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Iran Arrests Suspects in Nuclear Scientist Assassination


Iran's top nuclear negotiator, Saeed Jalili, right, speaks with media in Tehran, Iran, saying there will be no progress in upcoming nuclear talks with the world powers unless Iran's rights are respected, Dec 4, 2010. A picture of Majid Shahriari, a promin

Iran's top nuclear negotiator, Saeed Jalili, right, speaks with media in Tehran, Iran, saying there will be no progress in upcoming nuclear talks with the world powers unless Iran's rights are respected, Dec 4, 2010. A picture of Majid Shahriari, a promin

Iran says it has arrested suspects in the assassination of a nuclear scientist one year ago.

Iran's state television read a secret service statement Monday saying the suspects formed a "network of spies and terrorists" linked to Israel's Mossad intelligence service. It also claimed Iran's security forces had infiltrated the Israeli spy agency.

Iran blamed the United States and Israel for the murder last year of nuclear physics professor Massoud Ali-Mohammadi. He was killed outside his home in northern Tehran on January 12 when a remote-controlled bomb exploded on a motorbike.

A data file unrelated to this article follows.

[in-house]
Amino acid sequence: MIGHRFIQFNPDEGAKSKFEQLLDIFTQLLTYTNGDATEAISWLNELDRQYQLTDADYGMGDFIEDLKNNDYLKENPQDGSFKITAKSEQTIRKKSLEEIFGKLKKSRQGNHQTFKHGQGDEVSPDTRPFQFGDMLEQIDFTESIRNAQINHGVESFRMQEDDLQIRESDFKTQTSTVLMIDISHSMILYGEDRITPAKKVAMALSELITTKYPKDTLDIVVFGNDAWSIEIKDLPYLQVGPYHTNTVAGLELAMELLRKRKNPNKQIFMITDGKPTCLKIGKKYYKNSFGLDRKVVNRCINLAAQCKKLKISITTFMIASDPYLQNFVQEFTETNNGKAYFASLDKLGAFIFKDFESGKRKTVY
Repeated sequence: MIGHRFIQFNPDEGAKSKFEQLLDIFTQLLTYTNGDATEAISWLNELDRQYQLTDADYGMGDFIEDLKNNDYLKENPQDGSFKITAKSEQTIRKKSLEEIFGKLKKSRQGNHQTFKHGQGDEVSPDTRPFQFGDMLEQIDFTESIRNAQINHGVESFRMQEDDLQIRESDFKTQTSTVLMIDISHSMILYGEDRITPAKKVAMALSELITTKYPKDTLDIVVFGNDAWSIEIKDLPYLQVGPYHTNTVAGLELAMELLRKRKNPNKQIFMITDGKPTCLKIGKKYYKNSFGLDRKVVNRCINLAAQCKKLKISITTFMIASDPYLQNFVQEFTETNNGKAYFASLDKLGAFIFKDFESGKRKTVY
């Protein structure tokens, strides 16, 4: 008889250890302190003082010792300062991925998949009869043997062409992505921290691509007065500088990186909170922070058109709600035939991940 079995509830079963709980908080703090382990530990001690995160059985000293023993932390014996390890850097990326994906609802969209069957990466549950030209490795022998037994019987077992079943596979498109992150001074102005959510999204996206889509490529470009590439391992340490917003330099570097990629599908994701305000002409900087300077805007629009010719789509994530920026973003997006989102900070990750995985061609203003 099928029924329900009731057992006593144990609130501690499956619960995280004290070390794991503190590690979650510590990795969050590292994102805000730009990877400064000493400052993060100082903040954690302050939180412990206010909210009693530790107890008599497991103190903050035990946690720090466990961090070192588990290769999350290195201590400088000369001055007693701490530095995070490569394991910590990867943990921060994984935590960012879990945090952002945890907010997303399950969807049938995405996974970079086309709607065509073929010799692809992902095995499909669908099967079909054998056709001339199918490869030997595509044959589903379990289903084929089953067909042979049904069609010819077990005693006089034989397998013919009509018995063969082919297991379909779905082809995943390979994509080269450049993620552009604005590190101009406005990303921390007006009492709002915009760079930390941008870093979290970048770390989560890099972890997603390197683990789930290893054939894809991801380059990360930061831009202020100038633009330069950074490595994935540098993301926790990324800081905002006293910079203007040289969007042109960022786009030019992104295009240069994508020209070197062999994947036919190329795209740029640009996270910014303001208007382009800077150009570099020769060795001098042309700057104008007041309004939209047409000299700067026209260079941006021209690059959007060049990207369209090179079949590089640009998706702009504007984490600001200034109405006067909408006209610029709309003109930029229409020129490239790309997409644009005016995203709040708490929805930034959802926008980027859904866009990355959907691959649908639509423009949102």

U.S. officials have called the accusation of involvement absurd. Israeli Cabinet Minister Benjamin Ben Eliezer said last year it was not surprising that Iran blamed Israel, but he said he knew nothing about the incident.

Iran also has blamed Israel and Western nations for a pair of bomb attacks that killed one nuclear scientist, Majid Shahriari, and wounded another, Fereydoon Abbasi-Davani, in Tehran in November.

A number of governments believe Iran is using its civilian nuclear program as a cover to develop nuclear weapons - a charge Iran denies.

The United Nations Security Council has imposed four sets of sanctions on Iran for its refusal to stop enriching uranium.

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